The ACRL final keynote speech was my first opportunity to hear from Ira Glass, the host of the public radio program This American Life. Glass used his presentation to give us a feel for how he puts together both his radio show and the stories he features there. There were many fans in the audience, and it was a really great talk – and great way to bring the conference to a close.
The one aspect of the talk – I wouldn’t exactly call it a presentation – that most resonated with me was Glass’s discussion of telling stories. I’ve heard a number of good storytellers, and it’s fascinating when someone does it well. There’s not much storytelling at library conferences. I’d look forward to more of it because I imagine the presenters have interesting stories to share. Perhaps the reason it happens so rarely is evidenced in the comment of an audience member. She said that even though she can write just about any type document she couldn’t tell a story to save her life. Few librarians have opportunities to tell stories, and if you feel little confidence in your ability to tell a story it will fail. Glass used the book “One Thousand and One Nights” to provide an example of two things: how to tell a story and what a great story should accomplish.
Glass’ advice was to stick to a simple formula. Give an action. Then give a reflection. An action. Then a reflection. In other words, tell some story and then interject some meaning. But the action has to get the audience’s attention and keep them wondering what’s going to happen next. That’s the hook according to Glass. It’s not unlike a good joke. First you have some bait to get the listener hooked. Then there’s a series of facts that leads to a crescendo – the punchline. Other tips from Glass include using suspense to keep the listener wondering what happens next; aim for a point that relates to a universal human experience; avoid starting with a “here’s what I’m going to do” message because it eliminates the ability to build suspense. Probably the best instructor I ever had was a master at telling a story or sharing an anecdote from his many years of experience in higher education, but he’d quickly relate it to a theoretical point he wanted us to learn. Then he’d move from theory to another story. Waiting for the next story made it easy to get through those late night classes.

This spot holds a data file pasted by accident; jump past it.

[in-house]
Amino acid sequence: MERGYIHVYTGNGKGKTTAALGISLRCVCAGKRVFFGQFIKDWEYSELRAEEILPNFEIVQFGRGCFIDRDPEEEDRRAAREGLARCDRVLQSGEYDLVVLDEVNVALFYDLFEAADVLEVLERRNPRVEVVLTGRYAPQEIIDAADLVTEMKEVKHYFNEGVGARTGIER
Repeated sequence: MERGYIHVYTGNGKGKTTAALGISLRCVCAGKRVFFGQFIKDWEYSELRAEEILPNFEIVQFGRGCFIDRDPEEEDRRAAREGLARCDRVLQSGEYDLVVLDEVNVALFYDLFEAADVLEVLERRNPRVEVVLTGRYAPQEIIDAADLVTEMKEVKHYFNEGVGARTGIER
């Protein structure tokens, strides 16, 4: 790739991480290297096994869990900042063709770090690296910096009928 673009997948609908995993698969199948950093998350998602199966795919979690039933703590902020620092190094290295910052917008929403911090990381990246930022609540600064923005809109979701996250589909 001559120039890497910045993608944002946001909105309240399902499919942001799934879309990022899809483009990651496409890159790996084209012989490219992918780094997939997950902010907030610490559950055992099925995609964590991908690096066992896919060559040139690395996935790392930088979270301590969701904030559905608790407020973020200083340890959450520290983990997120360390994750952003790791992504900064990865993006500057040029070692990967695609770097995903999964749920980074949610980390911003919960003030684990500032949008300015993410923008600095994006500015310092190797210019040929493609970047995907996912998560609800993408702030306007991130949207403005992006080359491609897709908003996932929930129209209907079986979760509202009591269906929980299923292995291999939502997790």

Few if any of us are naturally gifted story tellers. Becoming a better story teller, just like presenting well at any level, requires authentic practice. I’m trying to incorporate more storytelling in to my presentations – I wrote that in my post – just tell the story. Don’t worry so much about whether there are 10 or 11 words on a slide or if it has the right colors or images – well – if you’re going to use images they better fit what you are saying. Better yet, use images that help tell the story. We talk about how librarians can be better presenters. Perhaps focusing more on the story, and letting your images provide the backdrop is one way to do that.
Of course, it’s all going to depend on having good stories. Sometimes storytellers will depend on old folks tales. Sometimes it’s just something that happened to you. Good stories are all around us, but you have to keep your eyes and ears open for them. Perhaps something interesting happened at your reference desk or during an instruction session. For a presentation I’m preparing on the topic of entrepreneurship I found a nice little story to illustrate the importance of exploring new ideas that fall outside the boundaries of your official job duties. I came across it in a magazine that has nothing to do with librarianship. It can help to get outside our literature in search of potential stories. The catch is to find stories that lead into reflections that relate to the presentation topic – and that drive home the points without the “bullet points”.
Glass finished by reminding us that the Internet is full of stories – thousands of them. We are inundated with them. Some really inspire us. Others have a falseness to them. He said we know when we hear an authentic story because we can really empathize with it and it’s much more profound. A good story helps you sort out what’s real and what isn’t, and it makes you feel a bit saner. That’s why Glass likes to create stories for the radio – because it’s all about sharing a voice.
So I’m going to end this by pointing to a few videos – here, here and here – in which I share some stories. It’s an effort to get authentic practice. Keep in mind that I’m still learning how to do this, and working at improving my craft. I’m sure you can find other examples on the Internet of people – maybe even some librarians – telling stories. If you find a good one, share it with us.